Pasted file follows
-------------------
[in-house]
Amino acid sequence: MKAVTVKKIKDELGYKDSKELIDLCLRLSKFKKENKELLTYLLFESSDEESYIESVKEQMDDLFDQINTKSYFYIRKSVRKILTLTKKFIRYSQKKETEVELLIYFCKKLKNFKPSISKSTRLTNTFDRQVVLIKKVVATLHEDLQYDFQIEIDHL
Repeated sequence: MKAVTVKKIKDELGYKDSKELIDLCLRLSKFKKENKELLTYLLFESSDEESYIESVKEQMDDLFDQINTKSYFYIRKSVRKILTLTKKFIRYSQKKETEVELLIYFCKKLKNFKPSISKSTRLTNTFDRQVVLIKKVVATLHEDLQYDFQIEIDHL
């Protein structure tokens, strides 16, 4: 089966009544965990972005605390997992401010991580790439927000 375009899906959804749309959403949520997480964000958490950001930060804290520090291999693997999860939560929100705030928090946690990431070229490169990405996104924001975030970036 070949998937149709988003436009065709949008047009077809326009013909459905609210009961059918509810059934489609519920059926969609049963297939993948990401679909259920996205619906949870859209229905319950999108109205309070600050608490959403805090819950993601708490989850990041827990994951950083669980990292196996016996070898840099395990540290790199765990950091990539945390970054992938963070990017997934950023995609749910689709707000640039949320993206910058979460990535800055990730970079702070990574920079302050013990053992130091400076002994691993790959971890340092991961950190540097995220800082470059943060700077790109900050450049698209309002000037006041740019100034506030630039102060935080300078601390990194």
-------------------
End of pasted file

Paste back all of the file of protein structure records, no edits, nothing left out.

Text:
[in-house]
Amino acid sequence: MKAVTVKKIKDELGYKDSKELIDLCLRLSKFKKENKELLTYLLFESSDEESYIESVKEQMDDLFDQINTKSYFYIRKSVRKILTLTKKFIRYSQKKETEVELLIYFCKKLKNFKPSISKSTRLTNTFDRQVVLIKKVVATLHEDLQYDFQIEIDHL
Repeated sequence: MKAVTVKKIKDELGYKDSKELIDLCLRLSKFKKENKELLTYLLFESSDEESYIESVKEQMDDLFDQINTKSYFYIRKSVRKILTLTKKFIRYSQKKETEVELLIYFCKKLKNFKPSISKSTRLTNTFDRQVVLIKKVVATLHEDLQYDFQIEIDHL
């Protein structure tokens, strides 16, 4: 089966009544965990972005605390997992401010991580790439927000 375009899906959804749309959403949520997480964000958490950001930060804290520090291999693997999860939560929100705030928090946690990431070229490169990405996104924001975030970036 070949998937149709988003436009065709949008047009077809326009013909459905609210009961059918509810059934489609519920059926969609049963297939993948990401679909259920996205619906949870859209229905319950999108109205309070600050608490959403805090819950993601708490989850990041827990994951950083669980990292196996016996070898840099395990540290790199765990950091990539945390970054992938963070990017997934950023995609749910689709707000640039949320993206910058979460990535800055990730970079702070990574920079302050013990053992130091400076002994691993790959971890340092991961950190540097995220800082470059943060700077790109900050450049698209309002000037006041740019100034506030630039102060935080300078601390990194």